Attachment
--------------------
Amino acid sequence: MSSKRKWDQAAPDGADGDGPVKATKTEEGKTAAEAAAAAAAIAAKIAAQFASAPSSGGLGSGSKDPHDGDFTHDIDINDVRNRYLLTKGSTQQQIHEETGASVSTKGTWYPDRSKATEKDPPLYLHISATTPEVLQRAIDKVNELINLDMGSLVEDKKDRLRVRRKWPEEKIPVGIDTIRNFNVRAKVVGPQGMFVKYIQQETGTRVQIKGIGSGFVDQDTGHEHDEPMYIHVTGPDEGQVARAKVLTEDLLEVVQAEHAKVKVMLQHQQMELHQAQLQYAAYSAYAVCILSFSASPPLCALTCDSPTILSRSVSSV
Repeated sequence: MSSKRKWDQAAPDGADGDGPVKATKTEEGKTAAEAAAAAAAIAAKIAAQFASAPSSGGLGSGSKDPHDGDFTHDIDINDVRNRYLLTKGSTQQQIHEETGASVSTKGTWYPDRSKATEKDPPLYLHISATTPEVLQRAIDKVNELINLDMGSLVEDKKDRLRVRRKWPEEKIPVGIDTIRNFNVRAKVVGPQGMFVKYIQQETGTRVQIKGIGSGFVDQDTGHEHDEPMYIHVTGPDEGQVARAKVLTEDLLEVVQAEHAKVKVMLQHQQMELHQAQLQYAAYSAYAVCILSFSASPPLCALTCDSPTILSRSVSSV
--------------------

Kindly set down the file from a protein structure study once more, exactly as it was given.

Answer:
Amino acid sequence: MSSKRKWDQAAPDGADGDGPVKATKTEEGKTAAEAAAAAAAIAAKIAAQFASAPSSGGLGSGSKDPHDGDFTHDIDINDVRNRYLLTKGSTQQQIHEETGASVSTKGTWYPDRSKATEKDPPLYLHISATTPEVLQRAIDKVNELINLDMGSLVEDKKDRLRVRRKWPEEKIPVGIDTIRNFNVRAKVVGPQGMFVKYIQQETGTRVQIKGIGSGFVDQDTGHEHDEPMYIHVTGPDEGQVARAKVLTEDLLEVVQAEHAKVKVMLQHQQMELHQAQLQYAAYSAYAVCILSFSASPPLCALTCDSPTILSRSVSSV
Repeated sequence: MSSKRKWDQAAPDGADGDGPVKATKTEEGKTAAEAAAAAAAIAAKIAAQFASAPSSGGLGSGSKDPHDGDFTHDIDINDVRNRYLLTKGSTQQQIHEETGASVSTKGTWYPDRSKATEKDPPLYLHISATTPEVLQRAIDKVNELINLDMGSLVEDKKDRLRVRRKWPEEKIPVGIDTIRNFNVRAKVVGPQGMFVKYIQQETGTRVQIKGIGSGFVDQDTGHEHDEPMYIHVTGPDEGQVARAKVLTEDLLEVVQAEHAKVKVMLQHQQMELHQAQLQYAAYSAYAVCILSFSASPPLCALTCDSPTILSRSVSSV